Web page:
Monday, July 23, 2007

Molnar, Merlea-Ponty and Pan-Intentionality

Steve Esser has an interesting post on his blog examining the late philosopher George Molnar’s claim that “something very much like intentionality is a pervasive and ineliminable feature of the physical world.”



Molnar stops short of extending this claim to a panpsychist position, by asserting that something else besides internationality may demarcate the physical from the mental. I agree with Steve that such a demarcation may not be necessary (the discussion in the comments section strays off topic but has been nonetheless stimulating too).

On the subject of intentionality, this article compares intentionality (focussing mainly on Merleau-Ponty) with the Whiteheadian concept of prehension.

The author notes that the differentiation of the two concepts by the generally anthropocentic application of intentionality in phenomeneology is "mitigated substantially if some form of sentience and intentionality is attributed to nonhuman entities, as it seems to be done in [Merleau-Ponty's] 'The Structure of Behavior' ".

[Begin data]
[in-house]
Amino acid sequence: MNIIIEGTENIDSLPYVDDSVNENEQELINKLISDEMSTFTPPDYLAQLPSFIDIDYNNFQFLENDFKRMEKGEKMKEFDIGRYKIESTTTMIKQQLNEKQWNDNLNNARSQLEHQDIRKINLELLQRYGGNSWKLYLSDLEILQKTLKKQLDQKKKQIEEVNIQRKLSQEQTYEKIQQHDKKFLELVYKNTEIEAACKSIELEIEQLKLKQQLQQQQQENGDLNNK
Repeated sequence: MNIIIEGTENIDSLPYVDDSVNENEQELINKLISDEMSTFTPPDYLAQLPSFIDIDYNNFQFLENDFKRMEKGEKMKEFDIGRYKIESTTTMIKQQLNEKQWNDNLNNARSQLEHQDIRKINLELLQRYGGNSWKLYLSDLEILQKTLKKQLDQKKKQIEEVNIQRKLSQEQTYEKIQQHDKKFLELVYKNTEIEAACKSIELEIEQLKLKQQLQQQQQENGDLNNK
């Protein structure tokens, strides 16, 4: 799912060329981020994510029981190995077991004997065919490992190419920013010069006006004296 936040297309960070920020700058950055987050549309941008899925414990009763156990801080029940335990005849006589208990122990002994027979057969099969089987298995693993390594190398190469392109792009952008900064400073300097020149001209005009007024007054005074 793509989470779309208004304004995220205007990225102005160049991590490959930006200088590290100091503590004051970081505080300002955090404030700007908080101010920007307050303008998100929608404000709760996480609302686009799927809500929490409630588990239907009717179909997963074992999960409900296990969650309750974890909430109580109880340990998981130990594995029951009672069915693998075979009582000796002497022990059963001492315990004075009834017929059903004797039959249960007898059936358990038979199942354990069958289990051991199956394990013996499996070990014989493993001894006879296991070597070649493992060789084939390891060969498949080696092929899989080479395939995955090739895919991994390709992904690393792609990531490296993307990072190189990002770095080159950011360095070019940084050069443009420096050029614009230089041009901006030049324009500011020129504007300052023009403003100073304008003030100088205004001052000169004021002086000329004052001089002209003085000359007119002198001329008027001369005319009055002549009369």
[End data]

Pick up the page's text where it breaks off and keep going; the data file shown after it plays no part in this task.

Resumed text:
Incidentally, whilst your at Steve's blog, he also has a post on a recent paper on quantum effects playing a significant role in energy transfer processes in photosynthesis. The discovery of such effects could be of some relevance for quantum theories of consciousness, as it counters the view that quantum phenomena are irrelevant at the level of biological function.

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2 comments:

Steve said...

Thank you for posting the article by Gier. That was a good read and reminded me vividly of why I liked Heidegger and especially Merleau-Ponty when I first read them years ago -- before I encountered the "rediscovery" of consciousness by anglo-american philosophers.

Justin said...

Yeah, I think some more cross-pollination between the rediscoverers and the phenomenological tradition could do a lot for consciousness studies.